In the end you have to give up everything to have everything.


    Hi Thomas!

    Thanks for the thought-provoking response and adding to the dialogue. I have to run to lunch (roasted pork sandwich with swiss cheese, for those interested in my “free” day diet) but to answer your question: I am not a “silver spooner” at all. My parents never made more than 50K per year combined, and a lot of people, several grants/scholarships, and personal work helped pay for school.

    I realize some of these words can have religious connotations, and my suggestion to remove them will therefore seem anti-religious. It isn’t. It’s a recommendation to examine your thinking and — if you choose to use words that are defined by a particular religion — realize that you’re using a word defined in dozens of different ways depending on the creed. Rather than label something “immoral”, for example, talk about the sin you’re referring to and explain yourself. Such words can be very dangerous when used without clear intent.

    Thanks again for your ideas!

    Pura vida,



  8. Although I see your point Tim, happiness will be a hard one for me to remove from my vocabulary. Good/Right, Bad/Wrong are also going to be tough. My world must be limited. I really enjoy your blog, however removing these words might not be very realistic. ;)


  9. Interesting list, Tim. I’m guessing this is compiled from the viewpoint of personal development (or commercial development even more so), and therefore might severely limit a person categorically avoiding using such words. I see the point and mostly agree on ‘should’, ‘reasonable’ and ‘happiness’ due to their vagueness. The latter two are so hard to codify that they can get you trouble unless you acknowledge the fuzziness. And therefore, instead of avoiding these words – wouldn’t it be better to acknowledge their limitations and use them more cautiously, especially when it comes to goal-setting and personal development?

    That more or less applies to the first seven words on your list, but recommending not using the last three? Sure, absolute moral judgments in the relative world we live in are the source of all trouble and turmoil, but this doesn’t mean they must be avoided. Instead, we must (not ‘should’, mind you) strive to using these words better – not perfectly, perfection being an unattainable absolute, but just better. World isn’t as black and white as to impose the complete avoidance of moral comparisons. Even in areas where we can apply more precision than in ethics – such as personal goal setting or building your business – these are useful terms, as long as you manage your use of them. After all, if you are not sure when you’ve arrived, you just need to keep going, ‘better’ being a much better alternative than ‘good enough': even if you’re not sure of what moral is and what is right, you should aim in the direction you think most likely to be the best.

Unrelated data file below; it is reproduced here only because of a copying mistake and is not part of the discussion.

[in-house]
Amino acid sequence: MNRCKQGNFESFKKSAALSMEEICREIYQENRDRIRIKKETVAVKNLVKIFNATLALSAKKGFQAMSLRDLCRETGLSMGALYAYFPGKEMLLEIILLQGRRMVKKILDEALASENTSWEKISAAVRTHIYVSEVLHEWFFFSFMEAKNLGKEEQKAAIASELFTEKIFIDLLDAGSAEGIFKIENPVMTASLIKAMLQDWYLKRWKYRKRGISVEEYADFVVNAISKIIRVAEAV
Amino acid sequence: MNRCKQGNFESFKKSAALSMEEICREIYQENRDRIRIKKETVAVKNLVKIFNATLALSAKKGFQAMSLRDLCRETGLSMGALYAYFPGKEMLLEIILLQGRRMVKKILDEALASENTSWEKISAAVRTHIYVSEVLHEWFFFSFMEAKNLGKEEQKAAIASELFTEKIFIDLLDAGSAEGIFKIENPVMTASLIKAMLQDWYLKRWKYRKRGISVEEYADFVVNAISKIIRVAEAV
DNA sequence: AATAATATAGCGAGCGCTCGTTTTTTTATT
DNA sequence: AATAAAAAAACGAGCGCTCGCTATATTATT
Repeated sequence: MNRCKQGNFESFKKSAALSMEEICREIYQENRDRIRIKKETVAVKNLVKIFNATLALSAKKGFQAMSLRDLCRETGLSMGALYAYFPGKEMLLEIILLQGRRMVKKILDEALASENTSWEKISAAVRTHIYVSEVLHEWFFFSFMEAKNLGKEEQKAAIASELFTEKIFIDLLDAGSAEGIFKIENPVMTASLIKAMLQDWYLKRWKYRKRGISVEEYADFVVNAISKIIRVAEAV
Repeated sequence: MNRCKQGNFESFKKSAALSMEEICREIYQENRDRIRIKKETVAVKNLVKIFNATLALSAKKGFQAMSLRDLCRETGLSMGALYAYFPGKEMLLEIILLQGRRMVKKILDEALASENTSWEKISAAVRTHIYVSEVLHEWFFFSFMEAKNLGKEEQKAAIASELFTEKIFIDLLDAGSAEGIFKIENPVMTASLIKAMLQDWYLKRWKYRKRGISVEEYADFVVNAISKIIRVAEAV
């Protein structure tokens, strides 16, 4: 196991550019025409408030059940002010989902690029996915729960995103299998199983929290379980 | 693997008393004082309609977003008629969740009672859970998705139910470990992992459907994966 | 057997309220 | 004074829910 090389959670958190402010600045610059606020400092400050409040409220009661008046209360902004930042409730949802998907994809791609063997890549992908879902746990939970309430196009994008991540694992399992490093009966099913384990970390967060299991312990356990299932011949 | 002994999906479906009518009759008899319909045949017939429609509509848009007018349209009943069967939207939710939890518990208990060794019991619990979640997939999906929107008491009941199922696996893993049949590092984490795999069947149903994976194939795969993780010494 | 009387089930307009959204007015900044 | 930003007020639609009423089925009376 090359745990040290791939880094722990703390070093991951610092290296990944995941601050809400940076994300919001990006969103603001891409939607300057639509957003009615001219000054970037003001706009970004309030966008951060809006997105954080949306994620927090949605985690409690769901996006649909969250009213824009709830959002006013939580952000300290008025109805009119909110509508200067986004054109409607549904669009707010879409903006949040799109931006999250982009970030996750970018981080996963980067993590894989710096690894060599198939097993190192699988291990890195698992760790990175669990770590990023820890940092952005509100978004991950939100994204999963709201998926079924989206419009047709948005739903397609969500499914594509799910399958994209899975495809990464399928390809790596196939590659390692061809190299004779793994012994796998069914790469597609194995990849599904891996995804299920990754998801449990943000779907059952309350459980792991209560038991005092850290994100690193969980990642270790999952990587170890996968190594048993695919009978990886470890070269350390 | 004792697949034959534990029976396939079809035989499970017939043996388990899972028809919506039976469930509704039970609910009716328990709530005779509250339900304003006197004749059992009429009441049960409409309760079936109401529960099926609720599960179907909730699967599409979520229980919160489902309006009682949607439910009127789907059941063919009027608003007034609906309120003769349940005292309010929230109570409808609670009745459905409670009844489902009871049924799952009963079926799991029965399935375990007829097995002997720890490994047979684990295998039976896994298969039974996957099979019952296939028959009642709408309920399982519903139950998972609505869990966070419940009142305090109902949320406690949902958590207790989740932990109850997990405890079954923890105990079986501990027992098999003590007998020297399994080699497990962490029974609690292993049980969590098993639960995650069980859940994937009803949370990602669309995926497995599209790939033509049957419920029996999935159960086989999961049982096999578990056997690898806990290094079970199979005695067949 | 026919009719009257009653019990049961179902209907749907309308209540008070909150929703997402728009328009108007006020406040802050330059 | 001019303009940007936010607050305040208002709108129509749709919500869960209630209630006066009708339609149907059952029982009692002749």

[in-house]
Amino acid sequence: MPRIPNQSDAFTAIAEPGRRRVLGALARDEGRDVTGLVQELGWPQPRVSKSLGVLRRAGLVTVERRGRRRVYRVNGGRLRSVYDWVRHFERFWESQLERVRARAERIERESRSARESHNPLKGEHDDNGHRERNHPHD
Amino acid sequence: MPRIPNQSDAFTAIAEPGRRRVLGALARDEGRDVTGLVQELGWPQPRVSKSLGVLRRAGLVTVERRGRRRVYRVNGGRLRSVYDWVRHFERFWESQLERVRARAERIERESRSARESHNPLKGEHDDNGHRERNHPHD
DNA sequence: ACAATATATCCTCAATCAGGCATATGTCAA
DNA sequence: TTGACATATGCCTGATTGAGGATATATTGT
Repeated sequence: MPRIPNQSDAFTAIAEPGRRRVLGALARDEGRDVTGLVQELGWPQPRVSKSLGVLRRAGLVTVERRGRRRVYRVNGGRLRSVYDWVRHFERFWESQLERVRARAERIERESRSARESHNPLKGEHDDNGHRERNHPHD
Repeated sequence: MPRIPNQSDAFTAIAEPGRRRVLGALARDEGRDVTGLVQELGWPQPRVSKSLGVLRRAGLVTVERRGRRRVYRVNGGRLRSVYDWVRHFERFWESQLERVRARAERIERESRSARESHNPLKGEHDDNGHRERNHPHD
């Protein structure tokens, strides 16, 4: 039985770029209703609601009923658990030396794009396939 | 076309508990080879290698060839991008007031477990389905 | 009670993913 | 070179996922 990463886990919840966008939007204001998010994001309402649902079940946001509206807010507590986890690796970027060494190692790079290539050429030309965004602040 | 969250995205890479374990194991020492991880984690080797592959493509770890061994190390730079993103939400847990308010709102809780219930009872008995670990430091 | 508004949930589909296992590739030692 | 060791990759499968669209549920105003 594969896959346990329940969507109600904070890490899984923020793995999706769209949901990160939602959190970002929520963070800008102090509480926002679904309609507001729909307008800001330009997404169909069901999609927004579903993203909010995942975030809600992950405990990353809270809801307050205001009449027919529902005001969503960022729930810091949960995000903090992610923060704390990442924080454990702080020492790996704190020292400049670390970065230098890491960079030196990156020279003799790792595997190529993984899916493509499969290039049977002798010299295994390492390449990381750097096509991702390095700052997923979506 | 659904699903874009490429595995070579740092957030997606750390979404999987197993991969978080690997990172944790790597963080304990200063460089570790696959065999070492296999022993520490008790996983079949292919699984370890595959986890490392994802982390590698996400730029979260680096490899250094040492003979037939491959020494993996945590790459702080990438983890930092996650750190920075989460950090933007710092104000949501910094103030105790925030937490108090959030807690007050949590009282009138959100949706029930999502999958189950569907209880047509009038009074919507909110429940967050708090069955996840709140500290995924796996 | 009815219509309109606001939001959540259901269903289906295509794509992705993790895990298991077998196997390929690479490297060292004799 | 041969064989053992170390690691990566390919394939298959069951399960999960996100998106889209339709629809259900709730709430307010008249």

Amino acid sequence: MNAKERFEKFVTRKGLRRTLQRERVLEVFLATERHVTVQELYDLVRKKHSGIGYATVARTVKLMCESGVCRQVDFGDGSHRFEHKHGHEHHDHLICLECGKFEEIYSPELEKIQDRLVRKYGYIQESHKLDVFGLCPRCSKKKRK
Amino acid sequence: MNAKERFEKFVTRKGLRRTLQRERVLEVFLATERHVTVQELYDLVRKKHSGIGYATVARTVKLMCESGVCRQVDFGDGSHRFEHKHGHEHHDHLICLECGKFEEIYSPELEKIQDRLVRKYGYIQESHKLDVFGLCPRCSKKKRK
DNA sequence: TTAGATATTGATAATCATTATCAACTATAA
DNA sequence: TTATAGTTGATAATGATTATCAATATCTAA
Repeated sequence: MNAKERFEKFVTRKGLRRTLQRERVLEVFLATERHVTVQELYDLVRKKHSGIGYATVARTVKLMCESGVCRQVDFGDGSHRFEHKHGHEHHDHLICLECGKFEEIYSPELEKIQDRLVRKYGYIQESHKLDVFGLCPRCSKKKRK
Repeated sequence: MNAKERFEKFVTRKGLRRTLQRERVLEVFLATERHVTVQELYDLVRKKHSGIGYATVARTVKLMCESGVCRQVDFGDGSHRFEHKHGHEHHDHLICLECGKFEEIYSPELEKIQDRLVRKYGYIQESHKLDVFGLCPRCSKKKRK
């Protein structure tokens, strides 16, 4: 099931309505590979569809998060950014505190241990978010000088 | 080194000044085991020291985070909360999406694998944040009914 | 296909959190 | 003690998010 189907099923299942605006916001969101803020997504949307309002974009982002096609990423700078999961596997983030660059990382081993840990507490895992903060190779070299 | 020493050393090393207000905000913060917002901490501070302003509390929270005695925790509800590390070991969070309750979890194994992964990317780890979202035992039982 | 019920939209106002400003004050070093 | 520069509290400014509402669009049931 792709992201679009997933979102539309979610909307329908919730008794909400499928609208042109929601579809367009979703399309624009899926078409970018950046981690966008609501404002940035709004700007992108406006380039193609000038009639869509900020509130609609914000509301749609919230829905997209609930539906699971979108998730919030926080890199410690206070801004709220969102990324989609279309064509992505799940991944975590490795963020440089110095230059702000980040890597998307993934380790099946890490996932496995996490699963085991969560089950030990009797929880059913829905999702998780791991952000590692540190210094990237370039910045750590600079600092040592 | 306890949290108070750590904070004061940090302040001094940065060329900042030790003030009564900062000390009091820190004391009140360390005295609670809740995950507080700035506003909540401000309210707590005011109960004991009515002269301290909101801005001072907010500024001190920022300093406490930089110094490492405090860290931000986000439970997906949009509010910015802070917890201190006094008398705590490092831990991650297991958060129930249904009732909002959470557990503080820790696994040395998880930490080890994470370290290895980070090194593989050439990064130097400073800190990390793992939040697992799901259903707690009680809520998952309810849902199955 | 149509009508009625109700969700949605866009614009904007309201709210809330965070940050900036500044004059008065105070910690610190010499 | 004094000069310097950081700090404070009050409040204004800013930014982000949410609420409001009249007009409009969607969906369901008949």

10. Tim, I really like this list, probably because four of the items are ones I also wish people would strike from their vocabulary when they’re in conflict. As a business mediator, I see a great deal of “should,” “right/wrong,” “responsible,” and “good/bad” judgment being flung around. It’s not only black-hole language (meaning it just sucks people in), but it’s a trap because it sidetracks the conversation from what can be accomplished. Here here!


  11. You could throw in ‘stress’ itself as well – it sounds like something that just happens to you, a fact of life, which stops you looking at the source of the problem and what do to about it.


  12. I always thought ‘miscommunication’ is the most over-used word in the office to hide incompetencies. Today, I learn something new. It’s true that thse words give you a ‘feel good’ feeling but don;t really mean much.


  13. Hi Tim,

    Interesting subject, and I could see your point of view till I hit number 7. Numbers 7 through 10 are concepts that are generally understood through religion (take your pick.) I suppose that if a person has not considered the the concepts behind the words, then the words themselves would lose all impact and meaning. However, to those of us who practice a religion, those words not only have meaning but are, to many religions, kind of fundamental.

    I also noticed that the final 4 words are all well tied into the religious concept of conscience – and to take the thought a step further, if you do have a conscience that is bothering you, of course you will feel ‘stress, depression, and conflict.’ The solution to resolving that conflict is not to stop using a particular word but to face the issue that is causing you stress head on.

    As I see it, the result of removing the concept of right or wrong from how we live our lives would eliminate the need for the words morality and spirituality and I’m not so sure I want to live in a world where everyone does what seems right in his/her own eyes.

    Maybe I’m way out in left field on this one, and I’m sure your readers will let me know if I am…



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  15. But, Tim, while they do encourage vagueness, they are dependent on the sentence they’re part of to make them seem so. Although, must admit 3, 5, and 7 I could live without. “I’m not religious, but I’m spiritual”…as much as I hate that word, the sentence makes me hate it even more. Just my dos centavos.